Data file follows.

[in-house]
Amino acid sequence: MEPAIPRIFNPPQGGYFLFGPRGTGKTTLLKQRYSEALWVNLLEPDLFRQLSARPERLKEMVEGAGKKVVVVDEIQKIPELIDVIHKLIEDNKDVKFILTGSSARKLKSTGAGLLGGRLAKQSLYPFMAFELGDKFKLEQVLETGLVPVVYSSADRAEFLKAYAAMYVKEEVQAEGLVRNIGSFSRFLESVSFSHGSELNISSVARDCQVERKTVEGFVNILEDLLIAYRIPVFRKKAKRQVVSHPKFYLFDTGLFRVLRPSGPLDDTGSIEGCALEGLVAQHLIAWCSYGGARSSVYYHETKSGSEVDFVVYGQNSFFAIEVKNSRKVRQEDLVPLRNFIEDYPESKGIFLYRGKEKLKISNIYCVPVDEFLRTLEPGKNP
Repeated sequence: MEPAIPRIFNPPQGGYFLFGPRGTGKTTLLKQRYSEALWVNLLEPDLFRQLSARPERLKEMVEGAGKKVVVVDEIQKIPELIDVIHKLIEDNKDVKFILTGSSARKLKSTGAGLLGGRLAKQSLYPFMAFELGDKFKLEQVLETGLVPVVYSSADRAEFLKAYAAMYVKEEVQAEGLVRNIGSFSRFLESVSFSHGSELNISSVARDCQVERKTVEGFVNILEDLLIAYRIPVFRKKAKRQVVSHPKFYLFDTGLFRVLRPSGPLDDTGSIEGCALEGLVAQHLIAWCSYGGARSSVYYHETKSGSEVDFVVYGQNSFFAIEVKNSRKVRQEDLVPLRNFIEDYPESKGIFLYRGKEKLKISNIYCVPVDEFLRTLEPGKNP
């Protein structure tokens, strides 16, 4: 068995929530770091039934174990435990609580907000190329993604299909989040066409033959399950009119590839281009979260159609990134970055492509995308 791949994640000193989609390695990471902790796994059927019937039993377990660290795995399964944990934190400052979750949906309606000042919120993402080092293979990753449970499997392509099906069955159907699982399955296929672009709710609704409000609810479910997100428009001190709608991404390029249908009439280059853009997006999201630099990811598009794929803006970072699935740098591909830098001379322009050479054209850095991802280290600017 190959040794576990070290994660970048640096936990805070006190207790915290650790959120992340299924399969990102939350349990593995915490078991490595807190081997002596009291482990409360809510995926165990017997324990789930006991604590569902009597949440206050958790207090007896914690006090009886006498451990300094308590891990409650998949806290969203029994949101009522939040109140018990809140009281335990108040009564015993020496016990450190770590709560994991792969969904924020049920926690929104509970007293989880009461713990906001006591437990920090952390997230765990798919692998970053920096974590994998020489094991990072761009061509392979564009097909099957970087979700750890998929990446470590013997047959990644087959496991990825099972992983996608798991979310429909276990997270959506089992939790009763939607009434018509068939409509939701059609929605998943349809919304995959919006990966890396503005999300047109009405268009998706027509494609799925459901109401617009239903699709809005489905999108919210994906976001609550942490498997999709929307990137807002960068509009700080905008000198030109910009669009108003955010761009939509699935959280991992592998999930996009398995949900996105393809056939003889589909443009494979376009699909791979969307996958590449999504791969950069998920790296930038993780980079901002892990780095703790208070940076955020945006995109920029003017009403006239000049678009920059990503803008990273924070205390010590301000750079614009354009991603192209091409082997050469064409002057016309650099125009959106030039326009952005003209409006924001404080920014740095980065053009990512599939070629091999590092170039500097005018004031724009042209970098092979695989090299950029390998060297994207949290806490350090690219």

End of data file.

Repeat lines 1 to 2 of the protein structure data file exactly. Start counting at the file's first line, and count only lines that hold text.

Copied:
[in-house]
Amino acid sequence: MEPAIPRIFNPPQGGYFLFGPRGTGKTTLLKQRYSEALWVNLLEPDLFRQLSARPERLKEMVEGAGKKVVVVDEIQKIPELIDVIHKLIEDNKDVKFILTGSSARKLKSTGAGLLGGRLAKQSLYPFMAFELGDKFKLEQVLETGLVPVVYSSADRAEFLKAYAAMYVKEEVQAEGLVRNIGSFSRFLESVSFSHGSELNISSVARDCQVERKTVEGFVNILEDLLIAYRIPVFRKKAKRQVVSHPKFYLFDTGLFRVLRPSGPLDDTGSIEGCALEGLVAQHLIAWCSYGGARSSVYYHETKSGSEVDFVVYGQNSFFAIEVKNSRKVRQEDLVPLRNFIEDYPESKGIFLYRGKEKLKISNIYCVPVDEFLRTLEPGKNP